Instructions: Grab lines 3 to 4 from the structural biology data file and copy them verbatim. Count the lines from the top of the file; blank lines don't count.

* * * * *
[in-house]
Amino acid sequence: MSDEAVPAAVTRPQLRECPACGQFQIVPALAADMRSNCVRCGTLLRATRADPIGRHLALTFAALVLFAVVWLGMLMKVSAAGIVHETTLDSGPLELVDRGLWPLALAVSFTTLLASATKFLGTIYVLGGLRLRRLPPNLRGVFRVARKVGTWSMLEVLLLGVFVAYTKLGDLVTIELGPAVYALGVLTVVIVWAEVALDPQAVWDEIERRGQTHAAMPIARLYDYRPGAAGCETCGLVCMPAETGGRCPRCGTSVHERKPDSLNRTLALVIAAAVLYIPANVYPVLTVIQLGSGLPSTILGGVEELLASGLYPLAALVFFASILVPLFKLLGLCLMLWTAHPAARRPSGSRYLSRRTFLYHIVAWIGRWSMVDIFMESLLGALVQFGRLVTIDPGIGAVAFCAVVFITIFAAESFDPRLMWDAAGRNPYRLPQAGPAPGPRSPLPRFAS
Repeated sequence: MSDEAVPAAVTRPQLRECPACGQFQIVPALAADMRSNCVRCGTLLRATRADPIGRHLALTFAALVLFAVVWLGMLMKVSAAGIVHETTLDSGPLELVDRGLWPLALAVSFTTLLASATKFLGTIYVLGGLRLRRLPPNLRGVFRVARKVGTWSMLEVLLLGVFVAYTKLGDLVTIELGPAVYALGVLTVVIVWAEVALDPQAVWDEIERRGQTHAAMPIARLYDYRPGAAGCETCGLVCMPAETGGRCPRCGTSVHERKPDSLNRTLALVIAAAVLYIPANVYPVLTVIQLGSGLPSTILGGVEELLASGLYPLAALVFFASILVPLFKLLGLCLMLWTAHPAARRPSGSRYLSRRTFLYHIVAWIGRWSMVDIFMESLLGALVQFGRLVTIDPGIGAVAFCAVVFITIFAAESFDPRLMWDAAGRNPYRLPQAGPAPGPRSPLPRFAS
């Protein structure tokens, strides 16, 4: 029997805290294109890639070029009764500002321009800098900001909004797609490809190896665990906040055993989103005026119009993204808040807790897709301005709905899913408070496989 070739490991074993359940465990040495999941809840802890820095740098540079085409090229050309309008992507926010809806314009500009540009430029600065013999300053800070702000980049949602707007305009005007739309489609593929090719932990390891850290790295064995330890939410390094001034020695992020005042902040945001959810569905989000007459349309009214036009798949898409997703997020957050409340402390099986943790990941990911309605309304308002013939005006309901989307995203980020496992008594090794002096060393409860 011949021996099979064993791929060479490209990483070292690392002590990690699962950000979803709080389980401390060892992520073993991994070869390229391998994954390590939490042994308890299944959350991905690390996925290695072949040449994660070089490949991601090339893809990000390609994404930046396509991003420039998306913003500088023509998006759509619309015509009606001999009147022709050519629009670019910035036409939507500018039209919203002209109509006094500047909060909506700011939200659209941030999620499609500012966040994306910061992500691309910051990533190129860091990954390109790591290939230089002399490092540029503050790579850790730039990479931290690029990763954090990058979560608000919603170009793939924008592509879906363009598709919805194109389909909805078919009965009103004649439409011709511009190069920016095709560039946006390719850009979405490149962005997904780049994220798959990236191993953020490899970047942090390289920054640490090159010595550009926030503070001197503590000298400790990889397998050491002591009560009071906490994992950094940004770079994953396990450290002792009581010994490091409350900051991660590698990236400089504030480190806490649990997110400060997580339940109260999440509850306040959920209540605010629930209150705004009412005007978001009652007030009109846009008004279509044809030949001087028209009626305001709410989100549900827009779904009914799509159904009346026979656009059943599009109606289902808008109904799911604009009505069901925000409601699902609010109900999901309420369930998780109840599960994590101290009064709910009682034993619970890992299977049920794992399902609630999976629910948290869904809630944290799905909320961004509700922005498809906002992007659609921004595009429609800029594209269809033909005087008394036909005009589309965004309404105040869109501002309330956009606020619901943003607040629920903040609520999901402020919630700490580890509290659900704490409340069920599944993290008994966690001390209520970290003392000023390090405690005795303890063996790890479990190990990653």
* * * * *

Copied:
Repeated sequence: MSDEAVPAAVTRPQLRECPACGQFQIVPALAADMRSNCVRCGTLLRATRADPIGRHLALTFAALVLFAVVWLGMLMKVSAAGIVHETTLDSGPLELVDRGLWPLALAVSFTTLLASATKFLGTIYVLGGLRLRRLPPNLRGVFRVARKVGTWSMLEVLLLGVFVAYTKLGDLVTIELGPAVYALGVLTVVIVWAEVALDPQAVWDEIERRGQTHAAMPIARLYDYRPGAAGCETCGLVCMPAETGGRCPRCGTSVHERKPDSLNRTLALVIAAAVLYIPANVYPVLTVIQLGSGLPSTILGGVEELLASGLYPLAALVFFASILVPLFKLLGLCLMLWTAHPAARRPSGSRYLSRRTFLYHIVAWIGRWSMVDIFMESLLGALVQFGRLVTIDPGIGAVAFCAVVFITIFAAESFDPRLMWDAAGRNPYRLPQAGPAPGPRSPLPRFAS
């Protein structure tokens, strides 16, 4: 029997805290294109890639070029009764500002321009800098900001909004797609490809190896665990906040055993989103005026119009993204808040807790897709301005709905899913408070496989 070739490991074993359940465990040495999941809840802890820095740098540079085409090229050309309008992507926010809806314009500009540009430029600065013999300053800070702000980049949602707007305009005007739309489609593929090719932990390891850290790295064995330890939410390094001034020695992020005042902040945001959810569905989000007459349309009214036009798949898409997703997020957050409340402390099986943790990941990911309605309304308002013939005006309901989307995203980020496992008594090794002096060393409860 011949021996099979064993791929060479490209990483070292690392002590990690699962950000979803709080389980401390060892992520073993991994070869390229391998994954390590939490042994308890299944959350991905690390996925290695072949040449994660070089490949991601090339893809990000390609994404930046396509991003420039998306913003500088023509998006759509619309015509009606001999009147022709050519629009670019910035036409939507500018039209919203002209109509006094500047909060909506700011939200659209941030999620499609500012966040994306910061992500691309910051990533190129860091990954390109790591290939230089002399490092540029503050790579850790730039990479931290690029990763954090990058979560608000919603170009793939924008592509879906363009598709919805194109389909909805078919009965009103004649439409011709511009190069920016095709560039946006390719850009979405490149962005997904780049994220798959990236191993953020490899970047942090390289920054640490090159010595550009926030503070001197503590000298400790990889397998050491002591009560009071906490994992950094940004770079994953396990450290002792009581010994490091409350900051991660590698990236400089504030480190806490649990997110400060997580339940109260999440509850306040959920209540605010629930209150705004009412005007978001009652007030009109846009008004279509044809030949001087028209009626305001709410989100549900827009779904009914799509159904009346026979656009059943599009109606289902808008109904799911604009009505069901925000409601699902609010109900999901309420369930998780109840599960994590101290009064709910009682034993619970890992299977049920794992399902609630999976629910948290869904809630944290799905909320961004509700922005498809906002992007659609921004595009429609800029594209269809033909005087008394036909005009589309965004309404105040869109501002309330956009606020619901943003607040629920903040609520999901402020919630700490580890509290659900704490409340069920599944993290008994966690001390209520970290003392000023390090405690005795303890063996790890479990190990990653």